By Barbara Peters Smith
A little over five years ago, my husband and I were possessed by a small seizure of bravado and bought a 1932 bungalow. The house itself had been poorly treated and there was little to recommend it; what really swayed us was the neighborhood.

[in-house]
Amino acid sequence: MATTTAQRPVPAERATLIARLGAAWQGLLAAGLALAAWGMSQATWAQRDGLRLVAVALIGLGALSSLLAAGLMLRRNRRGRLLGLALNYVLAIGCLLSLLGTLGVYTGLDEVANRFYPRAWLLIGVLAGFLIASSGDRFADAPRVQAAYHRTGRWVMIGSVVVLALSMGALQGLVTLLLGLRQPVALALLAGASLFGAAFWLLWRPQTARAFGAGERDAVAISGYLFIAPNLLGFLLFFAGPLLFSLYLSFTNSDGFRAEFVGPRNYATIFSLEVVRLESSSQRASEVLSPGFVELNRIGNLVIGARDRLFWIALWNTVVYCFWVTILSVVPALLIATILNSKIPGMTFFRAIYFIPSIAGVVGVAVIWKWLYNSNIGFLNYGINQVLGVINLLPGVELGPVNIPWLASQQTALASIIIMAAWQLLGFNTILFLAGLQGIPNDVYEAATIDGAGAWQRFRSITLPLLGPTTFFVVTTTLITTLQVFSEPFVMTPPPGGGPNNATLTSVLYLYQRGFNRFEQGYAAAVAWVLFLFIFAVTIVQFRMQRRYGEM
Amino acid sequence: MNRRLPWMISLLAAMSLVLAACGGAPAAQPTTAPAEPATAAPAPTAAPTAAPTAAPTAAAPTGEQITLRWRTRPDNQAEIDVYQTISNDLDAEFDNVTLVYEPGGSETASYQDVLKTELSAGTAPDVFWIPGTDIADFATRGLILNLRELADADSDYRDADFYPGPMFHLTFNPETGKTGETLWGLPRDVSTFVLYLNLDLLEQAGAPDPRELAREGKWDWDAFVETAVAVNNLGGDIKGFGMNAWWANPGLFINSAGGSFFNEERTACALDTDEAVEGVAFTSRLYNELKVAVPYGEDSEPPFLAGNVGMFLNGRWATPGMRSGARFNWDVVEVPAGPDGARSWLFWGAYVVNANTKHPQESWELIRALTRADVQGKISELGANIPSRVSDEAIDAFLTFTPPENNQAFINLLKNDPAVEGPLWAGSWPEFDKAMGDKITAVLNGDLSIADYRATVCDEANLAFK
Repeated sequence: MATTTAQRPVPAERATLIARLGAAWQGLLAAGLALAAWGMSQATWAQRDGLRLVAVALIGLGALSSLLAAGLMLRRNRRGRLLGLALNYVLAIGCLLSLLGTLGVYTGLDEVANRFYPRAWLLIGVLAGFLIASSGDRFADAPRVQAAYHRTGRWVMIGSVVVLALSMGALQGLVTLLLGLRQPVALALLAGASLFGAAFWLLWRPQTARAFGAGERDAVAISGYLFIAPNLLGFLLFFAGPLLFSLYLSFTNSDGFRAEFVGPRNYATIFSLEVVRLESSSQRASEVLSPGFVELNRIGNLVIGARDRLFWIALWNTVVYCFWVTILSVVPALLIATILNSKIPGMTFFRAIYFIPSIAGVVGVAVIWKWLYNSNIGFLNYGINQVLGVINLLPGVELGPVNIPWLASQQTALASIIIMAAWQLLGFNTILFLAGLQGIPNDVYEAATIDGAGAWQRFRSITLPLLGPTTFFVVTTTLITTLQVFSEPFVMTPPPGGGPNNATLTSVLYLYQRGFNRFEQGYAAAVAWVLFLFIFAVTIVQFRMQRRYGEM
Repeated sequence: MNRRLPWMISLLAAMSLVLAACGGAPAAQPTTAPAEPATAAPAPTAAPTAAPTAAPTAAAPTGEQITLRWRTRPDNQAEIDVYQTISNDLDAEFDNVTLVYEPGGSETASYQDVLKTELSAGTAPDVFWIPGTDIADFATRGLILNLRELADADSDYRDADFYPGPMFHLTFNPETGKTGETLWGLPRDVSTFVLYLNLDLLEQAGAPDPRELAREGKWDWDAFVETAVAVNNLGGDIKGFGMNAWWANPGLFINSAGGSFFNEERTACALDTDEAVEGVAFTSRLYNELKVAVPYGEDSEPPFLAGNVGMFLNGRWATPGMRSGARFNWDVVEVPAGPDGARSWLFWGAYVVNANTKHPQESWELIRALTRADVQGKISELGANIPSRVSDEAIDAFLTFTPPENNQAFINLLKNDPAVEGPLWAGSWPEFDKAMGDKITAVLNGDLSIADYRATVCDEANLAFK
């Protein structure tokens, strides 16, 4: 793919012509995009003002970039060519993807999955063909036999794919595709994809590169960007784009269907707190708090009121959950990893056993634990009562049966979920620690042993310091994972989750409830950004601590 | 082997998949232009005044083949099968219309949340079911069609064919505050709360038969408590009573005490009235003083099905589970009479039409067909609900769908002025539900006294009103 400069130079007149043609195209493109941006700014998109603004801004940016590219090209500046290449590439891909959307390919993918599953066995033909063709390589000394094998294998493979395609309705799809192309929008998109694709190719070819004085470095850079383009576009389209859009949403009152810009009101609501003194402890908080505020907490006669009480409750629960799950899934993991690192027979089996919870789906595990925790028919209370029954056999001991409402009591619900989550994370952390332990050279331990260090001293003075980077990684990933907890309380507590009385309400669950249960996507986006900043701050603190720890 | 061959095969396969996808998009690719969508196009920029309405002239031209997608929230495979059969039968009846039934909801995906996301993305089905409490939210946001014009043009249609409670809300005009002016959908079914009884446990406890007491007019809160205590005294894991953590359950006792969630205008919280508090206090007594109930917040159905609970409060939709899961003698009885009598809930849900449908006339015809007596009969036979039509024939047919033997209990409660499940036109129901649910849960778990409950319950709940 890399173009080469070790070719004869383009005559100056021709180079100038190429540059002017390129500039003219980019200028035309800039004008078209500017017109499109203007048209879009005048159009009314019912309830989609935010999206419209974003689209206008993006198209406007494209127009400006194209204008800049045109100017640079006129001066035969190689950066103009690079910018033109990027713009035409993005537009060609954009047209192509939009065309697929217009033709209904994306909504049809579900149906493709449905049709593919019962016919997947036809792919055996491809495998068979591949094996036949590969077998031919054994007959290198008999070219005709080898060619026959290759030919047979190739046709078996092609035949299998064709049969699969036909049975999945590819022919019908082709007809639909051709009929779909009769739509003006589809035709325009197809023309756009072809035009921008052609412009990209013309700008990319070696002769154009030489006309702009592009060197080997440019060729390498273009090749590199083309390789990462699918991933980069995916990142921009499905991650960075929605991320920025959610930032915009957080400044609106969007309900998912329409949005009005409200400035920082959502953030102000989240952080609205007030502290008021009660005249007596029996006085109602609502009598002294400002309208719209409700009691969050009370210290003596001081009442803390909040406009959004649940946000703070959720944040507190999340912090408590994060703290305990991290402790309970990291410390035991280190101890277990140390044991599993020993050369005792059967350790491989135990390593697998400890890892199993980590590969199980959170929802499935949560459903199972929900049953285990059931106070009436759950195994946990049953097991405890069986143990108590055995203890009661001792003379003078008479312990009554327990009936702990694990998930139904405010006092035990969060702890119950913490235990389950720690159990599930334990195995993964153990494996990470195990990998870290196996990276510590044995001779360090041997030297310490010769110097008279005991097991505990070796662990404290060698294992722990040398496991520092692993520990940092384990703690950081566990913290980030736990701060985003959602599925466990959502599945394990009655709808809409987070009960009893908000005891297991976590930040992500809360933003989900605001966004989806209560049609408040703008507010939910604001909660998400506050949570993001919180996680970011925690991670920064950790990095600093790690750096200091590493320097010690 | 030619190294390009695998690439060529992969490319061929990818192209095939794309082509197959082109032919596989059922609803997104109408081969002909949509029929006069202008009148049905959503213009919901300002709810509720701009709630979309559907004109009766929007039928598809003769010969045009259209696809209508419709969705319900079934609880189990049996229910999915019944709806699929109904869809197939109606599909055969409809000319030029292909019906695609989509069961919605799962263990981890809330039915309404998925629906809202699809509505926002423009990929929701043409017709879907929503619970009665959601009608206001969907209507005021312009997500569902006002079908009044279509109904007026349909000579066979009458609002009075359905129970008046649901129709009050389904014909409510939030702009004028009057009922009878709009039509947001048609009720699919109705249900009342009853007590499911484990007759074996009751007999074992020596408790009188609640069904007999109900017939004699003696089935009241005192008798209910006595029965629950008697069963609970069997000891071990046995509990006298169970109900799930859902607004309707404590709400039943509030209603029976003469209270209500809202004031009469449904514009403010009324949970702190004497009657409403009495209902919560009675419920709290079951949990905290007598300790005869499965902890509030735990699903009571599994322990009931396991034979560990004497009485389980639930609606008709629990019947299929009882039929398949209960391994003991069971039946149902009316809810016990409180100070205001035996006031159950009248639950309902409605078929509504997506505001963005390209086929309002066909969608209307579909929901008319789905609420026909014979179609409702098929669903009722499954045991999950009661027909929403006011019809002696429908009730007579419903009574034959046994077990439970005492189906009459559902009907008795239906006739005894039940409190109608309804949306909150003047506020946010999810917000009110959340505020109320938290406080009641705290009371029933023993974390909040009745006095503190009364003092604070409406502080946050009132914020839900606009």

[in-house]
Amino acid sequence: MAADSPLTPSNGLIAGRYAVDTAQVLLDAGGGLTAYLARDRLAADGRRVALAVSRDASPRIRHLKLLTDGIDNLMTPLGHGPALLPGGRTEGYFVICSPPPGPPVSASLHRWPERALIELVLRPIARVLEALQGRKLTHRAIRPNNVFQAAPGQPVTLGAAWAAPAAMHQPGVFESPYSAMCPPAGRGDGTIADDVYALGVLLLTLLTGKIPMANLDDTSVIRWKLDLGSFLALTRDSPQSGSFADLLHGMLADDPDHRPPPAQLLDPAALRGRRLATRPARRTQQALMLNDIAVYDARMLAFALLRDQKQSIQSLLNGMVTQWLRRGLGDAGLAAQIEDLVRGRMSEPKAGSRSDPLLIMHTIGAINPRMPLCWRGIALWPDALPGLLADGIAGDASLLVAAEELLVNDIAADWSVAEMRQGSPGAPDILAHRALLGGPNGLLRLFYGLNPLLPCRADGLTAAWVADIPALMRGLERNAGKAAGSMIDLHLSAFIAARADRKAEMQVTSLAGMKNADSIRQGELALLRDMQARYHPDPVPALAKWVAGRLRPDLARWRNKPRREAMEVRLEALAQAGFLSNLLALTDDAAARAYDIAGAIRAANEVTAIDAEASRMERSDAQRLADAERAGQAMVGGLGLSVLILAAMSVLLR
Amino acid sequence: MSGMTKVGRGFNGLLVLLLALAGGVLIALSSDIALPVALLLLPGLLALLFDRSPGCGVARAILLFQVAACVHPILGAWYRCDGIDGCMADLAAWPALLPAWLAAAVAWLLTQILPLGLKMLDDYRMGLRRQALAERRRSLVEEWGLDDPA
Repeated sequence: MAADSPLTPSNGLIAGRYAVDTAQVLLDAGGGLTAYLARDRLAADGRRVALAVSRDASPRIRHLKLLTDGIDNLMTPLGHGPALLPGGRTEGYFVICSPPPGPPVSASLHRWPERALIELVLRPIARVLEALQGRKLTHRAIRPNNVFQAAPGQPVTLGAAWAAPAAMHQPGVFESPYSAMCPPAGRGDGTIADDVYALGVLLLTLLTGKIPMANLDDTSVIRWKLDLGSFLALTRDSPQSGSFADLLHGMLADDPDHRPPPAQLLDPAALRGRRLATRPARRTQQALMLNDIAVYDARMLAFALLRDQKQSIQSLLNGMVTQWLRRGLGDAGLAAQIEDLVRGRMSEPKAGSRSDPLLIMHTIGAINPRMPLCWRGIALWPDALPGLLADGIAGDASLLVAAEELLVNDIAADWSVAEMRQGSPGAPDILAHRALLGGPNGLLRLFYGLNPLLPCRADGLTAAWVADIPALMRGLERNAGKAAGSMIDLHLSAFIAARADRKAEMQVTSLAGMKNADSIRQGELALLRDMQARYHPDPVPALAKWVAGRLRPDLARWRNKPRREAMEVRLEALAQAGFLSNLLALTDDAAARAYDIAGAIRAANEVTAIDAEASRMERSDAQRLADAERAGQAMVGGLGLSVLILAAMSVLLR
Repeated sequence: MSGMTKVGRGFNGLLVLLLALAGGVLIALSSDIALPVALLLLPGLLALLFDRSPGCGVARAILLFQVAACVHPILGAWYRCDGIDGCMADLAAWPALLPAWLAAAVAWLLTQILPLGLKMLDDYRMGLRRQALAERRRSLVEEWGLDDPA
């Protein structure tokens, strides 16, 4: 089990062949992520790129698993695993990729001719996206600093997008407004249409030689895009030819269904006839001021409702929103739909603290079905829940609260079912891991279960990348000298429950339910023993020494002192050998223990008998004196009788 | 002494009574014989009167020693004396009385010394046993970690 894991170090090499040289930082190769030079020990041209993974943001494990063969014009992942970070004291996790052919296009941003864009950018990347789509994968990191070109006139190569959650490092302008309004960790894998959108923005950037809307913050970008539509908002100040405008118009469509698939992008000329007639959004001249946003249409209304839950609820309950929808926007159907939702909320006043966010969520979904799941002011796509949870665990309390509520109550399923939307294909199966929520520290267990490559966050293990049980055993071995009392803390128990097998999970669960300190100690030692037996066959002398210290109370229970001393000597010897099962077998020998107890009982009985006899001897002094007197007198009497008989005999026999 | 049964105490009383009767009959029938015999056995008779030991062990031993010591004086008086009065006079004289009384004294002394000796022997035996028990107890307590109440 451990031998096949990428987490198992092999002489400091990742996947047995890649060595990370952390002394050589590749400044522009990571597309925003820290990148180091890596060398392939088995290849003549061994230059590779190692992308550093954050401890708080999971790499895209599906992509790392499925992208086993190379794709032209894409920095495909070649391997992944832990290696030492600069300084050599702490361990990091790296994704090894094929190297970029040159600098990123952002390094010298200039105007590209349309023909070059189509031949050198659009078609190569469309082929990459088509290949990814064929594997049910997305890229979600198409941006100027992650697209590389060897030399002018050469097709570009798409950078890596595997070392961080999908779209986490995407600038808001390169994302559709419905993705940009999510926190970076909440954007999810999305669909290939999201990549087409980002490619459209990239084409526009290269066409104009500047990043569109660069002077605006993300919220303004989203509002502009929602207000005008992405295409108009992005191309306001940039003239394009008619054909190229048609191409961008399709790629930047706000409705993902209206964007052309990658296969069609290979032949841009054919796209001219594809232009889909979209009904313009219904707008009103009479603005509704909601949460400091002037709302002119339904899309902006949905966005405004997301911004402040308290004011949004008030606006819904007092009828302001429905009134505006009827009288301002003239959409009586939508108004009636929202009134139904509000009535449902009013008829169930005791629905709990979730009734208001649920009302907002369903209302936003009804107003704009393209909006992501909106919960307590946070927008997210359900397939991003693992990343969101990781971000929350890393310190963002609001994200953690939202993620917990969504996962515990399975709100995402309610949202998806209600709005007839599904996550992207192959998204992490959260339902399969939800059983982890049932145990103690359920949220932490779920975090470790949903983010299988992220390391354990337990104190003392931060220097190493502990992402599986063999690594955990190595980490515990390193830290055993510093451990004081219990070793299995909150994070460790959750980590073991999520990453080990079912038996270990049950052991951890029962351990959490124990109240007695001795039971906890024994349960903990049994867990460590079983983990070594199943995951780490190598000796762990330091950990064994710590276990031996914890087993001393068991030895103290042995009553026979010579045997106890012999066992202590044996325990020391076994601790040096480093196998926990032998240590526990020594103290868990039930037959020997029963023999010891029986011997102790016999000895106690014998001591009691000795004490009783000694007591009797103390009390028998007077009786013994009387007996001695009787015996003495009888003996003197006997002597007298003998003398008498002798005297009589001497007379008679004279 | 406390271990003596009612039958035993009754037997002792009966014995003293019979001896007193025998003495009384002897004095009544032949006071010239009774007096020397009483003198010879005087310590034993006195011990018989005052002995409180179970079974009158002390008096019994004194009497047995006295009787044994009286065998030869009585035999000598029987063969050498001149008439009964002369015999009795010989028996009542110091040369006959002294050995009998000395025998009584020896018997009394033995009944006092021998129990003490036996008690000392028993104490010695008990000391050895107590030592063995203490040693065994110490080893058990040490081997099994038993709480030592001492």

We saw a diverse and lively mix of scruffiness and charm that reminded us of New Orleans, where we met and married long ago. And we never regretted our decision to trade six acres in the country for this friendly, fascinating and never-a-dull-moment urban lifestyle. As new neighbors have fixed up the vintage houses — or demolished and replaced the ones beyond repair — many have defrayed the considerable costs by adding vacation rentals to the mix of single-family homes.